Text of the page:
Since 1985, the Network on Ministry in Specialized Settings (“COMISS”) has observed the last week of October as Spiritual Care Week – a time when we celebrate the sacred work of chaplains and pastoral counselors. This year’s Spiritual Care Week theme is “Collaborative Healthcare: Chaplains Complete the Picture.” Sometimes a picture is more informative and revealing than words. Often the ministry of chaplains and pastoral counselors extends beyond words alone as they provide emotional support and spiritual care to persons in need, an essential part of the holistic interdisciplinary care that is offered within a variety of settings. Their ministry is an extension of our missional work as a Fellowship, to embody the love of God and hope through Christ, as we work together to complete the picture of putting our faith into action, to renew our world.
Take a moment this week to celebrate and thank our CBF Endorsed Chaplains and Pastoral Counselors for the good and sacred work that they do every day.
Putting the Words Together
By Grace Powell Freeman
Spread. This is not a word you ever want to hear when you are the chaplain in an outpatient cancer clinic. She is one of my favorite patients and has been fighting breast cancer for almost a year, and then she gets the word that the cancer has spread, and it does not look good. A referral comes from the doctor for me to meet with him and the patient when she comes in for her appointment to get the news.
Shock. Why me? What are my chances? What are the next steps of treatment? As I sit next to my friend, I want to take away the pain, but that is not my job. I am there to sit with her as she processes this news and identifies her feelings. I am there to help hold some of the pain and emotions in the room.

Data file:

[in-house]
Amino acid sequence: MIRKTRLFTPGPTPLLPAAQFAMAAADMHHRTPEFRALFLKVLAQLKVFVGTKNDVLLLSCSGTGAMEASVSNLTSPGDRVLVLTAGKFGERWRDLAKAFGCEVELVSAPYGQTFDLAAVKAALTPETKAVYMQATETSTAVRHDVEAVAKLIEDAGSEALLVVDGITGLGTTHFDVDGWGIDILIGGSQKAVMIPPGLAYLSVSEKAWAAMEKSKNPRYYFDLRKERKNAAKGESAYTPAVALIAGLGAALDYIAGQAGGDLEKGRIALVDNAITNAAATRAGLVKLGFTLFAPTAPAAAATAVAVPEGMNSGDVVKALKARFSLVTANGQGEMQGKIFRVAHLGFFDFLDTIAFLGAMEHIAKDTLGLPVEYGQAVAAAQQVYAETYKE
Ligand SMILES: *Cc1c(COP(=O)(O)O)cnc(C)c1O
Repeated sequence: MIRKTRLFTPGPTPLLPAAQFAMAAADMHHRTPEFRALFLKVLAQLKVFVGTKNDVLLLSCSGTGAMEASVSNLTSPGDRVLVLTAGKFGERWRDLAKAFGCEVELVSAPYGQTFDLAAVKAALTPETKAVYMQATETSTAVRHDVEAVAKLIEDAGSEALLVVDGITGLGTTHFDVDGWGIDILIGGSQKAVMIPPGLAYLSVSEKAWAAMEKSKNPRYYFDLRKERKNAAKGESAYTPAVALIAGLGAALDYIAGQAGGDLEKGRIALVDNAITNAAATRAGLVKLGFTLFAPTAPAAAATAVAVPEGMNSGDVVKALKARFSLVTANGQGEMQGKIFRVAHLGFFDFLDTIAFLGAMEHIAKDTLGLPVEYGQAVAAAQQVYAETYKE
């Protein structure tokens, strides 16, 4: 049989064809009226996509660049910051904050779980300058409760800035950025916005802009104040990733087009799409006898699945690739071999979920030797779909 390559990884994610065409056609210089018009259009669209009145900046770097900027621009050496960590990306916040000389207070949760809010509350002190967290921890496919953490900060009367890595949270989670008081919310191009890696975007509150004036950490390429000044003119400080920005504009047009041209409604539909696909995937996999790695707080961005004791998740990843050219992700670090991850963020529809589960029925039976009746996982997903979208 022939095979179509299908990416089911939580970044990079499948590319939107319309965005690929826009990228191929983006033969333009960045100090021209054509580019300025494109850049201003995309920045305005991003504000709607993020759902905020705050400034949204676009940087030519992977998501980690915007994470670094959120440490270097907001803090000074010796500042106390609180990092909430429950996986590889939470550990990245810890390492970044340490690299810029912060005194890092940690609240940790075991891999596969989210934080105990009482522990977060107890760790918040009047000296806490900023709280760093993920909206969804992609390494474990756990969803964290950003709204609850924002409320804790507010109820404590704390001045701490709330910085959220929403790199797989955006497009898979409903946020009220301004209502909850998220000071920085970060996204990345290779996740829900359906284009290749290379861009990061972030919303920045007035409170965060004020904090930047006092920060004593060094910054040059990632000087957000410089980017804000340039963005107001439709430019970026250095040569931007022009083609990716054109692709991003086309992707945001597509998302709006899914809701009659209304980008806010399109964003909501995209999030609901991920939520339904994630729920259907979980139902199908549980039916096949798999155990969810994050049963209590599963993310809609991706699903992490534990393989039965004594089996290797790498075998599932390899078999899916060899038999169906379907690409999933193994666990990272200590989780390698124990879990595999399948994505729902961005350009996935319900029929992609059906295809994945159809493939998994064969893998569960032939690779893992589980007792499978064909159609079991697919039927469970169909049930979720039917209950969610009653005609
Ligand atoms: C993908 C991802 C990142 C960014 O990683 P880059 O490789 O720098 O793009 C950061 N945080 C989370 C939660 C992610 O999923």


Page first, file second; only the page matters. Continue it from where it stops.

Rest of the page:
Pray. As we talk, I hear my friend talk about her questions and fear. I hear her say that she has forgotten how to pray. ‘I used to write my prayers each day, but I have forgotten how to even put my words together.’
Share. I gift this patient with a journal, and I asked her if she could begin to put words down that would help her express herself to God who had held her during her first diagnosis and treatment, express what she is feeling, the anger, the fear, the questions. During her next appointment, as I started towards her infusion chair, I could tell she had things she wanted to tell me. She reached down in her bag and pulled out her purple journal and opened it to pages filled with her groanings to God. She talked about her process to begin writing again and she asked if she could share something with me.
God, you are here with me. You have always been with me, and You will always with be with me … even in the darkest days. And you place the right people in my life to support me, to care for me, to hold me and encourage me to reach out to You—to put words to all of my feelings.
Thank you for this. Amen.
She looks at me and our eyes connect. And I know. God continues to move in her life and in my ministry. I am thankful.
Grace Powell Freeman is a CBF-endorsed APC Board Certified chaplain, serving as the first outpatient chaplain with Wellstar Health System in Atlanta, Georgia. Grace also serves as a PRN chaplain with Children’s Healthcare of Atlanta and Emory St. Joseph Hospital. Grace is married to Bob Freeman, and they are the parents of two young adult sons, Powell Freeman and Lewis Freeman.
We have more than 800 active professional CBF Endorsed Chaplains and Pastoral Counselors, serving throughout our country and worldwide, in a variety of specialized settings – all branches of the United States Armed Forces; the Civil Air Patrol; the Department of Veterans Affairs, hospitals and hospices, correctional institutions, fire, police, and rescue departments, colleges and universities, businesses and industries, retirement communities, counseling centers, private counseling practices, church staffs, and many other interdisciplinary settings.
To learn more about the work of CBF Chaplains and Pastoral Counselors, please visit our webpage at https://cbf.net/chaplaincy-pastoral-counseling.